In this long-awaited return, neither Aziraphale nor Crowley are beloved by their higher-ups or lower-downs thanks to their thwarting-the-apocalypse actions. Season one saw them face their biggest test yet after they started observing humans since biblical times — the always-foretold birth of the antichrist and, 11 years later, cosmic forces rolling towards snuffing out the planet's people to start again — and saving the world wasn't what their leaders wanted. One fussing over his store and remaining reluctant to sell any of its tomes, the other continuing to swagger around like Bill Nighy as a rule-breaking rockstar, Aziraphale nor Crowley have each carved out a comfortable new status quo, though, until a naked man walking through London with nothing but a cardboard box comes trundling along. He can't recall it, but that birthday suit-wearing interloper is the archangel Gabriel (Jon Hamm, Confess, Fletch). He knows he's there for a reason and that it isn't good, but possesses zero memory otherwise. And, in the worst news for Aziraphale and Crowley, he has both heaven and hell desperate to find him — which is just the beginning of season two's delightful chaos.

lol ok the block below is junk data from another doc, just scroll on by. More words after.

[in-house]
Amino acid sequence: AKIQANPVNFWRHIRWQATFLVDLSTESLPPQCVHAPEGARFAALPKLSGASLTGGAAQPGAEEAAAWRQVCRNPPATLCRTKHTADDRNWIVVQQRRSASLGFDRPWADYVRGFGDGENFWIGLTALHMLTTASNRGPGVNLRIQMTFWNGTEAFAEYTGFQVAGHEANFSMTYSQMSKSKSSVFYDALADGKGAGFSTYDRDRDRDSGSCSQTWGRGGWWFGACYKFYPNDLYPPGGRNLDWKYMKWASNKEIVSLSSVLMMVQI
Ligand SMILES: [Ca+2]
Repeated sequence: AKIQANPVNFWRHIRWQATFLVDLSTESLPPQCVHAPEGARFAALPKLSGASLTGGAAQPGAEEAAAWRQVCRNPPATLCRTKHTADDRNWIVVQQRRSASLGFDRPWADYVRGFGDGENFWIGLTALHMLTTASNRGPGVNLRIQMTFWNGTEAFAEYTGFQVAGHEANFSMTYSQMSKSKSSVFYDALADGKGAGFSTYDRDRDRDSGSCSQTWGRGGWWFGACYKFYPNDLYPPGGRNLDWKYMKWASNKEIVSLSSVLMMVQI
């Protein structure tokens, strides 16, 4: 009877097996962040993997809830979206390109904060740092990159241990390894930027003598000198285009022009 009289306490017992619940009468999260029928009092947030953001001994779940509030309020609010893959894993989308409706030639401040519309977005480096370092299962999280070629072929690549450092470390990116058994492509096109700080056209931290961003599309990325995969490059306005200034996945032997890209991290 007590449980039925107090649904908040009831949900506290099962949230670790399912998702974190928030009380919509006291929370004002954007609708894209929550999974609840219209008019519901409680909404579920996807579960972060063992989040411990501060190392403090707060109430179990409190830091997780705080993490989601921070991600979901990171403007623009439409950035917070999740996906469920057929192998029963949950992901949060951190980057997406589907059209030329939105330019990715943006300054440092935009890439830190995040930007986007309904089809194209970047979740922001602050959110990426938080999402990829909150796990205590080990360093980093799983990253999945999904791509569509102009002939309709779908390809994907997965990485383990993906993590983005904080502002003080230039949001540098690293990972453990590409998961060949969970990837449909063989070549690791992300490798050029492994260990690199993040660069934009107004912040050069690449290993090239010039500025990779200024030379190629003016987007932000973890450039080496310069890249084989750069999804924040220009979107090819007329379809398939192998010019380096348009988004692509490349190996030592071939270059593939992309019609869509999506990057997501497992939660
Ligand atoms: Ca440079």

Good Omens streams via Prime Video. Read our full review.



Whether on screens big and small, when an audience watches a Steven Soderbergh project, they're watching one of America's great current directors ply his full range of filmmaking skills. Usually, he doesn't just helm. Going by Peter Andrews and Mary Ann Bernard — aliases from his parents' names — he shoots and edits as well. And he's prolific: since advising that he'd retire from making features after Side Effects, he's directed, lensed and spliced nine more, plus three TV shows. Among those titles sit movies such as Logan Lucky, Unsane, Kimi and Magic Mike's Last Dance; the exceptional two seasons of turn-of-the-20th-century medical drama The Knick; and now New York-set kidnapping miniseries Full Circle. The filmmaker who won Cannes Film Festival's Palme d'Or at 26 for Sex, Lies and Videotape, earned two Best Director Oscars in one year for Traffic and Erin Brockovich, brought the Ocean's franchise back to cinemas in 2001, and eerily predicted the COVID-19 pandemic with 2011's Contagion is in his element with his latest work. Six-part noir-influenced thriller Full Circle reunites Soderbergh with Mosaic and No Sudden Move screenwriter Ed Solomon, boasts a starry cast, involves money and secrets and deception, and proves a twisty and layered crime tale from the get-go.